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General News
Posted October 31, 2012
Halloween Fun at All Children's Hospital

By 2 p.m. Wednesday, the spacious lobby of All Children's Hospital was packed with enough costumed Halloween characters to fill several neighborhood blocks - with all manner of storybook figures, superheroes, cowboys, kings and queens lining the room.

     And this was just the staff, setting a festive mood for the annual event that was about to unfold: the parade of kids.

    One by one, children of all ages entered from a hallway clutching orange trick-or-treat bags and smiling at the sight that awaited them. Accompanied by parents or guardians who beamed just as broadly, they arrived with faces painted and in colorful costumes of their own, savoring a normal moment amid abnormally tough circumstances.

     Some were pushed in wheelchairs, some pulled in red wagons. Others walked tentatively by themselves. They slowly made their way around the ring of beaming hospital employees: nurses, doctors, members of All Children's many departments, and even vice presidents.

     And their bags quickly filled up with candy - along with a spirit of hope and healing.

     A couple from Tampa, Thomas and Angela, moved around the lobby with three-month-old daughter Kloe, in the hospital for observation. "This is awesome, super cool," said Thomas. "I didn't expect this at all."

    A Spring Hill mom named Cassandra moved brought her 2-year-old son Damian, a heart surgery patient dressed as Spiderman. "I think this is just wonderful," she said. "Damian got really excited for this. He's just really happy to have face painting and trick-or-tricking. It doesn't really feel like a hospital."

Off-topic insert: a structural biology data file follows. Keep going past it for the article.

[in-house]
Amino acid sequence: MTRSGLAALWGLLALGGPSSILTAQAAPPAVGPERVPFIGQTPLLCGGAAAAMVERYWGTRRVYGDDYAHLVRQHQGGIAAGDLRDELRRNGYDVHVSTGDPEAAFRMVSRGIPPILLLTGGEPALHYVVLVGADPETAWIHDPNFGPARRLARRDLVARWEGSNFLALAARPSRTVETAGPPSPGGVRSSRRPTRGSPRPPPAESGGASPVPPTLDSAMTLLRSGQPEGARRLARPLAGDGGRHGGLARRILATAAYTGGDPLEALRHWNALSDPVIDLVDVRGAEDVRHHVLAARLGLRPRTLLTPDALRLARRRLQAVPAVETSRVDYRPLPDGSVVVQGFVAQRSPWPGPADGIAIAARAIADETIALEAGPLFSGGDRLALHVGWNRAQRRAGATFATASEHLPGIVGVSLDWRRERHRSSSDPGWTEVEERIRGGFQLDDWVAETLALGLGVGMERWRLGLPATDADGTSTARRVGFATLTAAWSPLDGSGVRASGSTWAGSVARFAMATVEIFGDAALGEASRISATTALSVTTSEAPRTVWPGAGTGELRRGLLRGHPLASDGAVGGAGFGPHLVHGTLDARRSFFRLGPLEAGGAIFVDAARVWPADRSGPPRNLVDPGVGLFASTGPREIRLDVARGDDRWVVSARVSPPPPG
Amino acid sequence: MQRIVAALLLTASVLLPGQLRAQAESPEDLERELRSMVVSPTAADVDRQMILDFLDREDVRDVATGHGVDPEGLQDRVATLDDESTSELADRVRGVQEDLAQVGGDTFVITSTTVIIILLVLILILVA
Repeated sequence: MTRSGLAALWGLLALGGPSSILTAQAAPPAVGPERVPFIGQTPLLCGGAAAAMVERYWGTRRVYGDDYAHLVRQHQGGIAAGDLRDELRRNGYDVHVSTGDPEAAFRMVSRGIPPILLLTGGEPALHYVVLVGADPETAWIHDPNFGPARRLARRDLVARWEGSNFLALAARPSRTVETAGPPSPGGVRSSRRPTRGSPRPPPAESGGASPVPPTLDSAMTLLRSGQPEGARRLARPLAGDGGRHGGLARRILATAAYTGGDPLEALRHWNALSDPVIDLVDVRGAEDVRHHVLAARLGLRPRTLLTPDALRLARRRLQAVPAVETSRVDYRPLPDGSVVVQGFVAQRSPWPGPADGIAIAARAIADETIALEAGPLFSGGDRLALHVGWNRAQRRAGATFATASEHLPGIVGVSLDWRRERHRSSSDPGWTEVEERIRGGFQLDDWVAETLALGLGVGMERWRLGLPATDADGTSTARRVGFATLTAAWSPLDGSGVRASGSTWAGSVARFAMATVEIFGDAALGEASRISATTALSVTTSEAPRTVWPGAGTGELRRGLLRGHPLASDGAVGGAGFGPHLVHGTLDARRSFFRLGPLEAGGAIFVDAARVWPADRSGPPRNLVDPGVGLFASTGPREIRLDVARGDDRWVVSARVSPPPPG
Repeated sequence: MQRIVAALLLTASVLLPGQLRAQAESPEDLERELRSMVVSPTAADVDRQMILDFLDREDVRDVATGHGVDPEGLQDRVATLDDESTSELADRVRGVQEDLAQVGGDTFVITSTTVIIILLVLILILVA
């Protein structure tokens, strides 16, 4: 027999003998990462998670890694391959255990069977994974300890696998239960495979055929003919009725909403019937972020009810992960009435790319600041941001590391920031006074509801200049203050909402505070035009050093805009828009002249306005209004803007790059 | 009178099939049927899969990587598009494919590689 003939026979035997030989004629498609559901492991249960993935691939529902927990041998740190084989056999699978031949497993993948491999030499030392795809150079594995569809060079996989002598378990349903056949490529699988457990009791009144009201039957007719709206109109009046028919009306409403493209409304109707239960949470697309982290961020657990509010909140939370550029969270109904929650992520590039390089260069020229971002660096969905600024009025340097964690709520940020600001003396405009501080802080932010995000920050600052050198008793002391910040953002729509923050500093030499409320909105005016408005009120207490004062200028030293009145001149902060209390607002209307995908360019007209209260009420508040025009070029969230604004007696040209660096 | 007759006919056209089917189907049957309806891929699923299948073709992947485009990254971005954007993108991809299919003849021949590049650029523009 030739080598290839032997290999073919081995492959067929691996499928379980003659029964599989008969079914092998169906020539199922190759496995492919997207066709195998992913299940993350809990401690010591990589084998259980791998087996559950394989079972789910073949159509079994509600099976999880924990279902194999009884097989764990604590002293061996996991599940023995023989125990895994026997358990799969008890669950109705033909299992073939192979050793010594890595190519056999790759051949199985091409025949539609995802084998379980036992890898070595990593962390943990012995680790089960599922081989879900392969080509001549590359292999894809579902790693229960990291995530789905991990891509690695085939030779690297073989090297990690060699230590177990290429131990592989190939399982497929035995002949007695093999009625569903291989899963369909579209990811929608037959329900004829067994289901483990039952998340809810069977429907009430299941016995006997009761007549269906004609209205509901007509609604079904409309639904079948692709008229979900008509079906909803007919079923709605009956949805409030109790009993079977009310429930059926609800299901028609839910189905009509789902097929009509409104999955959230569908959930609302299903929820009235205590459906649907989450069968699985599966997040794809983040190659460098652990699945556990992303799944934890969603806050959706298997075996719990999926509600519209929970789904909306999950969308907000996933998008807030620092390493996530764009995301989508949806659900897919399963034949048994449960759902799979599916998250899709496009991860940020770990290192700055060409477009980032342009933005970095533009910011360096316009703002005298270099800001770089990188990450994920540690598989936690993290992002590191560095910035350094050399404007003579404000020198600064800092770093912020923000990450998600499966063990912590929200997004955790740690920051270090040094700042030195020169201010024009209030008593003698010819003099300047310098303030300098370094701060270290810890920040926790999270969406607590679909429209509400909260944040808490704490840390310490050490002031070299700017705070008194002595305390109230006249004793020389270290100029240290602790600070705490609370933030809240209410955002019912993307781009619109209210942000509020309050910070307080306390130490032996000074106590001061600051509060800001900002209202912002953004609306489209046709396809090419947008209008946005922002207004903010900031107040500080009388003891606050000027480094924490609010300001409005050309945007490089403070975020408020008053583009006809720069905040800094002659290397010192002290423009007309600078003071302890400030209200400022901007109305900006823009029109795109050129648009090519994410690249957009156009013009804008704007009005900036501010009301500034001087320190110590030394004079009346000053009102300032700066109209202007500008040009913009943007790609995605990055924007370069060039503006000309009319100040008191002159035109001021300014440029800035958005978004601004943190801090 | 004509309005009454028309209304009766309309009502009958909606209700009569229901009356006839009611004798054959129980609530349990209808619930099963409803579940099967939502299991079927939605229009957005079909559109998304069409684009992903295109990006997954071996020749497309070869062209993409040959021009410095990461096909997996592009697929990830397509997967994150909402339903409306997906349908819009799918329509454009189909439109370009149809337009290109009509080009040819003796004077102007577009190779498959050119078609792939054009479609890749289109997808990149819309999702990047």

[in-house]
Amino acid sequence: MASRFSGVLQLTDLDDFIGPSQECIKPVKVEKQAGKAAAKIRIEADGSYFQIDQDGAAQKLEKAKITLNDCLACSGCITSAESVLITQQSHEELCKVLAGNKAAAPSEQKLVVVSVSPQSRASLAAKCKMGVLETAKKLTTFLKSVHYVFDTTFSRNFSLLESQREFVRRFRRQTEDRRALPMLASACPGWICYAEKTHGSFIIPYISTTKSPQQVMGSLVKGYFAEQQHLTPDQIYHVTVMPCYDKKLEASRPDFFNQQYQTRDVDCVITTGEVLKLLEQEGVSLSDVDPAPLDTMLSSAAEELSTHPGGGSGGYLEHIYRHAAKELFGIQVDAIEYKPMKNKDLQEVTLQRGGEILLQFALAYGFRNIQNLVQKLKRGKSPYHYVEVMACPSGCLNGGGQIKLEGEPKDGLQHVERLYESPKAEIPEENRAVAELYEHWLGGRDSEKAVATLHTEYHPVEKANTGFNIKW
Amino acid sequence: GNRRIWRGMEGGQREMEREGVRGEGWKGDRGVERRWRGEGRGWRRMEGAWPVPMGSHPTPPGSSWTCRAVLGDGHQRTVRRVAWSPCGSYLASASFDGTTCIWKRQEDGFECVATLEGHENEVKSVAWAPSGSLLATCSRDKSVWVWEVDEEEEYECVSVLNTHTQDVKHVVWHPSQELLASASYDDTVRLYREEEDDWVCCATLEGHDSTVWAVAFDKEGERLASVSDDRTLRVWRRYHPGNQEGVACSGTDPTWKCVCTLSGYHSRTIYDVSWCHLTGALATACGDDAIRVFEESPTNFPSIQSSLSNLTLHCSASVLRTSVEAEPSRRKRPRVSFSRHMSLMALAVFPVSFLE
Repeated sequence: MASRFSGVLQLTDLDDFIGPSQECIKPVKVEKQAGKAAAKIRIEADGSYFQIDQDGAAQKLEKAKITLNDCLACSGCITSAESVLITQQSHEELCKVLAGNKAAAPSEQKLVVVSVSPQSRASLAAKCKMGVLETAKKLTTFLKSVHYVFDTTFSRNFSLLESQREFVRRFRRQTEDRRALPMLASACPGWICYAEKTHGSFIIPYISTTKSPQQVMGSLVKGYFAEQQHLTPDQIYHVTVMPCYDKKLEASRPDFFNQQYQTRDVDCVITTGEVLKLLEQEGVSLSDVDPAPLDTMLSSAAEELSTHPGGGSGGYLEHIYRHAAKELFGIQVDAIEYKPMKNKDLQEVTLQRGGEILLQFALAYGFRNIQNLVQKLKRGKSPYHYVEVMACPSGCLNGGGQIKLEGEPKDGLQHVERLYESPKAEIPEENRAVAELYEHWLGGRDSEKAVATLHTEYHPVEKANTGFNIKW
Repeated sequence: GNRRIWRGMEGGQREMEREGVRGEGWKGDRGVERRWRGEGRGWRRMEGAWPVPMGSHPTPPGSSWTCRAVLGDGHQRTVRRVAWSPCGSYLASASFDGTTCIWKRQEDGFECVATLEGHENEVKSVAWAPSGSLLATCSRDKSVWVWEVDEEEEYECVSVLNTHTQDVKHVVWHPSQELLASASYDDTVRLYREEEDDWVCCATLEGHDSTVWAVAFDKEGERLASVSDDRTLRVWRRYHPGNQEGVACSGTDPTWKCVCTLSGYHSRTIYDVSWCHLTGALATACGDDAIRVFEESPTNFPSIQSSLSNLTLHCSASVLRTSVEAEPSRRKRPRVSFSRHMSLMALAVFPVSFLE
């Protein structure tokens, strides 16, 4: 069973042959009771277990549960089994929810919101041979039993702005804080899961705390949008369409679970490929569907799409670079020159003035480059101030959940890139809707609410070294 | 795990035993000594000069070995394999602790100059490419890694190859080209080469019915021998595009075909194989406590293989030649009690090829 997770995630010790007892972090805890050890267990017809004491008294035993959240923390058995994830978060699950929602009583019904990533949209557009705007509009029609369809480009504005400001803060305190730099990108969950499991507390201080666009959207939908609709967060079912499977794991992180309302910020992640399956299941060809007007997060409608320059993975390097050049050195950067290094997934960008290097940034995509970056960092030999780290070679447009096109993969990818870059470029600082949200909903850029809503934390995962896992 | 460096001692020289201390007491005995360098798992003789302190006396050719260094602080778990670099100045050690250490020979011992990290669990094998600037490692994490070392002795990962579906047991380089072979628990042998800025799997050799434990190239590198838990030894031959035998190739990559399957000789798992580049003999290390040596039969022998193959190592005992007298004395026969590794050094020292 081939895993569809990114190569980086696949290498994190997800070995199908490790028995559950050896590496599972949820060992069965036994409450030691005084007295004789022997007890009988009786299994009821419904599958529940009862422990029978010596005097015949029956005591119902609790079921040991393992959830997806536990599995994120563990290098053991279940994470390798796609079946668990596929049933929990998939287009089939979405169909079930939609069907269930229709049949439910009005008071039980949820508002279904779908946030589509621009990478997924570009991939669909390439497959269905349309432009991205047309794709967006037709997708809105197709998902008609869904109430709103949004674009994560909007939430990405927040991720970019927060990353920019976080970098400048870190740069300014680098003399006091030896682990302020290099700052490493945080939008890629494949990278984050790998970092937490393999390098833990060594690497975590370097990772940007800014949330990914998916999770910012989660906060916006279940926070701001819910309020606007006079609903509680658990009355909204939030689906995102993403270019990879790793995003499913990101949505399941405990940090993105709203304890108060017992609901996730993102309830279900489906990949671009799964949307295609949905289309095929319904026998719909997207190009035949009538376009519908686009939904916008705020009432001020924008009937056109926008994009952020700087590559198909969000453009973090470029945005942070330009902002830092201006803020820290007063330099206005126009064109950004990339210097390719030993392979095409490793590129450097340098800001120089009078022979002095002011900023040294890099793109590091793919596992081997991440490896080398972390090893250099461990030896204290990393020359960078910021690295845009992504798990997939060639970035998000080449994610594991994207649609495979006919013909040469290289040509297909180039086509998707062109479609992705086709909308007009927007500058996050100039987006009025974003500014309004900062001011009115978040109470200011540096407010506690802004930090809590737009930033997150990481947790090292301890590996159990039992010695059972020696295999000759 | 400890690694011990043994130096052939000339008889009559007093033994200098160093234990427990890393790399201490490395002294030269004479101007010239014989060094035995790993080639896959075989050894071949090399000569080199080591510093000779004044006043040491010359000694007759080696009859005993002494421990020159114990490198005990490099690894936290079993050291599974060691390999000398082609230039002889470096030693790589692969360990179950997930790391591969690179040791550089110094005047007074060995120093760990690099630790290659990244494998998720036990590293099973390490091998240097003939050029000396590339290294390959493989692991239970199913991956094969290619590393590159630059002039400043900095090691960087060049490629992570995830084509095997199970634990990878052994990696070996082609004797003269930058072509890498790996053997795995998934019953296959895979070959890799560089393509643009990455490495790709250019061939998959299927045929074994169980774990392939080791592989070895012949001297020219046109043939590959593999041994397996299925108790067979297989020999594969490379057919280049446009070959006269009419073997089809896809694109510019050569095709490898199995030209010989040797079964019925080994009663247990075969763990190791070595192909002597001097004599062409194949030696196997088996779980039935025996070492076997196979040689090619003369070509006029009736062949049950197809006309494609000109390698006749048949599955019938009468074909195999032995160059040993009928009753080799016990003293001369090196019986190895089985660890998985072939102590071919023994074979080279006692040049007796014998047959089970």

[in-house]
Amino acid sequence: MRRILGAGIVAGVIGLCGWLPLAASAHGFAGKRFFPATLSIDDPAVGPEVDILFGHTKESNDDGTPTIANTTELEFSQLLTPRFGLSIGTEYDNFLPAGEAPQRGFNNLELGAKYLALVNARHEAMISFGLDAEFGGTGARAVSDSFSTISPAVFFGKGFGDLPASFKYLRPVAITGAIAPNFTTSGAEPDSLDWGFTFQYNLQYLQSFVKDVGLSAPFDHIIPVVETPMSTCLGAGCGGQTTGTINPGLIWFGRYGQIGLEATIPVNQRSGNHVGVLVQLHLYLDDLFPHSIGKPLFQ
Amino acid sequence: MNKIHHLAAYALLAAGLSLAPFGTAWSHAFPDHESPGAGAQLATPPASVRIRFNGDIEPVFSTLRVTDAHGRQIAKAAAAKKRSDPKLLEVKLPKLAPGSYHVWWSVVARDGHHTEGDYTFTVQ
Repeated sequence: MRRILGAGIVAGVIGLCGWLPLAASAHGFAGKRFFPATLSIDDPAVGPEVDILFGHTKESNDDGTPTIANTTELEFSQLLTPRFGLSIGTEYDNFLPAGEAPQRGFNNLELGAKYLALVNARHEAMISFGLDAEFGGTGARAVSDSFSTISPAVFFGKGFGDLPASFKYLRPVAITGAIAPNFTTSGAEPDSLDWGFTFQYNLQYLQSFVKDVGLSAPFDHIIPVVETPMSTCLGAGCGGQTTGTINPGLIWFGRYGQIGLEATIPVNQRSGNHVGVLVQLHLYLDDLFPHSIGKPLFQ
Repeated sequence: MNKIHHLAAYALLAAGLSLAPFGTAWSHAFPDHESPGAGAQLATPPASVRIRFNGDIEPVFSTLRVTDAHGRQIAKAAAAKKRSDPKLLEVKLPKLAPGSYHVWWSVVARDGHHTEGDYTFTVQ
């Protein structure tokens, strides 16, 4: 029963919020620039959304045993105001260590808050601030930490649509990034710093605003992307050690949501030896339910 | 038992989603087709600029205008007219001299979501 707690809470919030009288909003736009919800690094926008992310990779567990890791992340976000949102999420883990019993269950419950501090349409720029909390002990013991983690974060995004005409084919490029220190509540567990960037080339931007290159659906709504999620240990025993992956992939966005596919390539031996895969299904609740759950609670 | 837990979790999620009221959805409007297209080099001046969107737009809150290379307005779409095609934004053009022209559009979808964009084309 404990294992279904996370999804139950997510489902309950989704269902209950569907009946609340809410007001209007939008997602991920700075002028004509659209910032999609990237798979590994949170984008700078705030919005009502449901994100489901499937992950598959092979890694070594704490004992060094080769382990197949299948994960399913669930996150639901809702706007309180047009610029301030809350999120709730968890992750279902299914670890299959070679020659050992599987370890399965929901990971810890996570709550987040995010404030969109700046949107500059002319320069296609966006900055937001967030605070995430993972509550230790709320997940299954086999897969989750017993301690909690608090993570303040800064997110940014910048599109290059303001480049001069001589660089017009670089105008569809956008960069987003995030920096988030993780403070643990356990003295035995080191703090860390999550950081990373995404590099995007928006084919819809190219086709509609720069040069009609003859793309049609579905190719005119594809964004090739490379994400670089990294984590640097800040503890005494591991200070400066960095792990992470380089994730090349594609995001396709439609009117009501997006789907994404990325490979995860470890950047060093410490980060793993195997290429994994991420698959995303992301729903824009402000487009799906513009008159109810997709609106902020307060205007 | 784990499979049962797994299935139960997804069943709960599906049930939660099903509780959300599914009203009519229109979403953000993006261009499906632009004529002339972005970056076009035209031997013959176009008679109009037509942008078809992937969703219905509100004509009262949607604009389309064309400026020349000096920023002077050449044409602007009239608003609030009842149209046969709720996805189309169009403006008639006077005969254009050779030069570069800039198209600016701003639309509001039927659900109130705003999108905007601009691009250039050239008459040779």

The story was the same for each of the handful of small groups that came through - parents marveling at the outpouring of attention and love around them, and kids enjoying the parade route that takes them each year through various hospital floors before the big finish in the lobby.        

     "It's so nice, because the kids can't go out for trick-or-treating, so they can have it here," said Celeste, a Pinellas Park mother. Her daughter, 4-year-old Ayonna, was collecting candy for her brother, 9-year-old Ronde, who had to stay up in his room as he recovers from seizures. "It's just such a nice thing to do for the children," Celeste added.

     The fun began well before the trick or treating - first with a parade of colorfully costumed dogs, part of the hospital's pet therapy program.

     But the real hub of activity unfolded inside the children's auditorium on the hospital's second floor. The Costume Shop was hopping. Between 10 a.m. and noon, parents brought their kids into the spacious room to select from a wide array of Halloween outfits in all sizes: ninjas, ballerinas, firefighters, vampires and any get-up a kid might desire.

     Racks upon racks were filled with the outfits, and tabletops were packed with manner of accessories for the festivities to come. Many of the costumes, especially those for teens, were donated by the Children's Dream Fund through a grant from Wells Fargo.

     "All Children's came to us and said, 'Could you help us with costumes?' and we were so happy to be able to go out and purchase them," said Joanne Lanning, a dream coordinator for the organization. "The older kids don't get as many costumes donated so that's why we focused on the teenagers."

      One such child, 13-year-old Nathan of Wesley Chapel, had just undergone surgery the night before to put in a reservoir in place for treatment of a brain tumor - his sixth surgery at the hospital since Aug. 28. He eagerly selected along black "mullet" wig, topped it off with a police hat and donned a bushy mustache.